top of page


An image describing a shoulder injuiry called SUPERIOR LABRUM ANTERO POSTERIOR

Superior labrum lesions, or frequently referred to as superior labrum anterior to posterior (SLAP) tears, are a subset of injuries of the labrum in the shoulder that occur in acute and chronic/degenerative settings. 

88% of Slap tears were found to have co-existent shoulder pathology. 

  •  Type-II lesions aged ≤ 40 years: - associated Bankart lesion

  •  Patients aged > 40 years:- associated with a supraspinatus tear and osteoarthritis of the humeral head. 

  •  Type-III and type-IV lesions:- associated with a high-demand occupation and a Bankart lesion


  • Type I – Fraying of the superior labrum with intact biceps anchor

  • Type II – Fraying of the superior labrum with detached biceps anchor

A) anterior

B) posterior

C) combined anterior and posterior

  • Type III – Bucket handle tear of the superior labrum with intact biceps anchor

  • Type IV – Bucket handle tear of the superior labrum with detached biceps anchor (remains attached to the torn labrum)

  • Type V – Type II + Bankart lesion

  • Type VI – Type II + unstable flap either anteriorly or posteriorly

  • Type VII – Type II + anterior extension inferior to the MGHL

  • Type VIII – Type II + posterior labrum extension

  • Type IX – Circumferential labrum tear Type X – Type II + reverse Bankart lesion

A woman playing tennis


SLAP tears are known to be caused by both macro-trauma and micro-trauma.

 Commonly recognized mechanisms include: - 

  • Traction injury to the arm

  •  Direct compression loads (axial load of a fall on an outstretched arm)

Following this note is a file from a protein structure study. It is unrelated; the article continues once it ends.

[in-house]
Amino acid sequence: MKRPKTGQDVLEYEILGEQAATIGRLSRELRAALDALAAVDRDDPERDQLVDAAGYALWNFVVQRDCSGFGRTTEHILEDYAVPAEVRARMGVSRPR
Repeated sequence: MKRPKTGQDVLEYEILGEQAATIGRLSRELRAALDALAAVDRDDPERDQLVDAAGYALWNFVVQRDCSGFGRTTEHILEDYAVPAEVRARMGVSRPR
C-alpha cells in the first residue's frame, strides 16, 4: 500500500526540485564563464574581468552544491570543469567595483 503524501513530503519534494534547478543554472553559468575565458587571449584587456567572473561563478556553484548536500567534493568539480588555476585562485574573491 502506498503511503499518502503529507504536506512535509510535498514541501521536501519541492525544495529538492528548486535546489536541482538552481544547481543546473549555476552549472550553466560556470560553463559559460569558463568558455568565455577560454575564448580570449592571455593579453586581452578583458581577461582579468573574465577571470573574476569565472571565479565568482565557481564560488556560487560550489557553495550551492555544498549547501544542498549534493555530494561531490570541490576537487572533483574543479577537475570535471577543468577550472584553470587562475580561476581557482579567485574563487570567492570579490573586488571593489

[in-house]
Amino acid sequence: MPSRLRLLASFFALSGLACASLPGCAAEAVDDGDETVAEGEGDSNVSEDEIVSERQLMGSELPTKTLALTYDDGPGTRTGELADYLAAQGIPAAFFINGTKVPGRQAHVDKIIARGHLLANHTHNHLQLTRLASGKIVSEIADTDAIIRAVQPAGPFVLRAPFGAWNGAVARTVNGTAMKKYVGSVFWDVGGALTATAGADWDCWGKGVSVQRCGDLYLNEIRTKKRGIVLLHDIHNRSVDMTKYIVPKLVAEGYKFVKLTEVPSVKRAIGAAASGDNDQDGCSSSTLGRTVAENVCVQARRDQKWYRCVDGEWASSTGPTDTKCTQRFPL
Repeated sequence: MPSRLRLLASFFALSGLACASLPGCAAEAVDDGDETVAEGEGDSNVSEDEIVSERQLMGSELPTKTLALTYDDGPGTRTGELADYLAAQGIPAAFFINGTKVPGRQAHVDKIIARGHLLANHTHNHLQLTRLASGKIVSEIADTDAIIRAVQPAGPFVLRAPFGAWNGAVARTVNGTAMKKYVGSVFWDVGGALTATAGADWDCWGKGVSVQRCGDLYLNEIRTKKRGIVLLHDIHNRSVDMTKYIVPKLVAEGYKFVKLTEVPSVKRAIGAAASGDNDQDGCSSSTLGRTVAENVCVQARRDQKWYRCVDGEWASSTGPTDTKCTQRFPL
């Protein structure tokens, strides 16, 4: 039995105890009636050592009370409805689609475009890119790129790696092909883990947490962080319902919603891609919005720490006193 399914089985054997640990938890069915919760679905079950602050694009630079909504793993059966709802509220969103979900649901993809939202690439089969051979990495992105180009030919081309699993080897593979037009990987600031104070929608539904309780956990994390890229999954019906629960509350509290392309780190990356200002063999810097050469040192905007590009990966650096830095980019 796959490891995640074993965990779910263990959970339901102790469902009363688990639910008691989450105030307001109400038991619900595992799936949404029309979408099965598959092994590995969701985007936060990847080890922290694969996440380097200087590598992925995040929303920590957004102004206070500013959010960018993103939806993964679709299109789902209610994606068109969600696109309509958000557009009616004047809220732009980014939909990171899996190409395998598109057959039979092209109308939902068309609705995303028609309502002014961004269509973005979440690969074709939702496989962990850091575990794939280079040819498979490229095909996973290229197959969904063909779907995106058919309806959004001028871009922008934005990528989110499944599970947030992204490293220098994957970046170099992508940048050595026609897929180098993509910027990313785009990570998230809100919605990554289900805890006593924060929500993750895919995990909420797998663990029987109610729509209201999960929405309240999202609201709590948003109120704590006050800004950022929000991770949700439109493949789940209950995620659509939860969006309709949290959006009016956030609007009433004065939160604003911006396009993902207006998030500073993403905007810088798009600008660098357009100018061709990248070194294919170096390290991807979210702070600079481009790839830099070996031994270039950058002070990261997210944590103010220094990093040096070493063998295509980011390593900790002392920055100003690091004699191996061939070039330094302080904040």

• Repetitive overhead activities, such as throwing a ball or overhead motions.

The stability of the biceps anchor and the pattern of injury to the superior labrum/biceps complex are dependent on shoulder position during the phases of overhead throwing.

Only during the late cocking phase, when the arm was in maximal external rotation, was the increase in strain statistically significant throughout the superior labrum and the strain on the posterior portion significantly greater than that on the anterior portion of the labrum.

Repetitive overhead motion may also lead to the attenuation of static stabilizers, resulting in altered biomechanics of the dynamic stabilizers. This can lead to instability and, ultimately, impingement of the superior labrum with degenerative tearing.

Internal impingement can also result from rotator cuff tears via chronic posterosuperior or anterosuperior migration/subluxation of the humeral head.


Nonoperative management has efficacy for many symptomatic SLAP tears and should be considered for initial treatment. Previous studies have demonstrated non-operative management successful for 22 to 85% of patients. Operative intervention in adults has been reported to be successful between 80 and 97% of patients in several populations.

An athlete exercising his shoulder muscle

Treatment / Management

Non-operative management focuses on the initial restriction of provoking maneuvers. Typically, an anti-inflammatory and/or corticosteroid injection are utilized as initial treatment as well. Gentle ROM activities are recommended. Focus on stretching the posterior capsule is also a focus of rehabilitation. As symptoms diminish, a structured rehabilitation protocol focusing on rotator cuff and pericapsular strengthening exercises are utilized. 

Types I and III SLAP tears may be selected to undergo simple debridement as the integrity of the biceps anchor is not completely compromised. Unstable SLAP lesions are typically repaired with anchor fixation, and the extent of the injury typically determines the pattern of repair. The ultimate goal of fixation for all repair techniques is to provide a robust and stable fixation, promoting the stability of the glenohumeral joint and allowing for adequate rehabilitation without failure of repair.

Alternatively, the biceps anchor may be sacrificed, and a biceps tenotomy or tenodesis performed




12 views0 comments

Recent Posts

See All


bottom of page